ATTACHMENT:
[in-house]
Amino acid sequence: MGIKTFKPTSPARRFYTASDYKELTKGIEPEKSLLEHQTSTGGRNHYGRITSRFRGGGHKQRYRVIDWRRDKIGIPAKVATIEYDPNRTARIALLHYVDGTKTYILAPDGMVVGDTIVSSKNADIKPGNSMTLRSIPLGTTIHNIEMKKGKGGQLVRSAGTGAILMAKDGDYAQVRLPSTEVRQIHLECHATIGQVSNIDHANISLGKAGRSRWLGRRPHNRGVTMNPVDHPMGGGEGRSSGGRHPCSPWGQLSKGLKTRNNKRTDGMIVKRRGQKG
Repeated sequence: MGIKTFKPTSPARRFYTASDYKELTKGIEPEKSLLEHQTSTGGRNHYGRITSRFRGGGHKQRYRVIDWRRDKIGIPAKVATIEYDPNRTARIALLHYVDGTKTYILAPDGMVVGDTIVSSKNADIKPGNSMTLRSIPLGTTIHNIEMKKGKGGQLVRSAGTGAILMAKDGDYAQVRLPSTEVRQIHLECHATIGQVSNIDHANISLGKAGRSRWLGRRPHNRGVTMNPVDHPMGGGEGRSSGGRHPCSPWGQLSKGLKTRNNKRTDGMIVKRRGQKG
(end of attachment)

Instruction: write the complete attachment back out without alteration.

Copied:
[in-house]
Amino acid sequence: MGIKTFKPTSPARRFYTASDYKELTKGIEPEKSLLEHQTSTGGRNHYGRITSRFRGGGHKQRYRVIDWRRDKIGIPAKVATIEYDPNRTARIALLHYVDGTKTYILAPDGMVVGDTIVSSKNADIKPGNSMTLRSIPLGTTIHNIEMKKGKGGQLVRSAGTGAILMAKDGDYAQVRLPSTEVRQIHLECHATIGQVSNIDHANISLGKAGRSRWLGRRPHNRGVTMNPVDHPMGGGEGRSSGGRHPCSPWGQLSKGLKTRNNKRTDGMIVKRRGQKG
Repeated sequence: MGIKTFKPTSPARRFYTASDYKELTKGIEPEKSLLEHQTSTGGRNHYGRITSRFRGGGHKQRYRVIDWRRDKIGIPAKVATIEYDPNRTARIALLHYVDGTKTYILAPDGMVVGDTIVSSKNADIKPGNSMTLRSIPLGTTIHNIEMKKGKGGQLVRSAGTGAILMAKDGDYAQVRLPSTEVRQIHLECHATIGQVSNIDHANISLGKAGRSRWLGRRPHNRGVTMNPVDHPMGGGEGRSSGGRHPCSPWGQLSKGLKTRNNKRTDGMIVKRRGQKG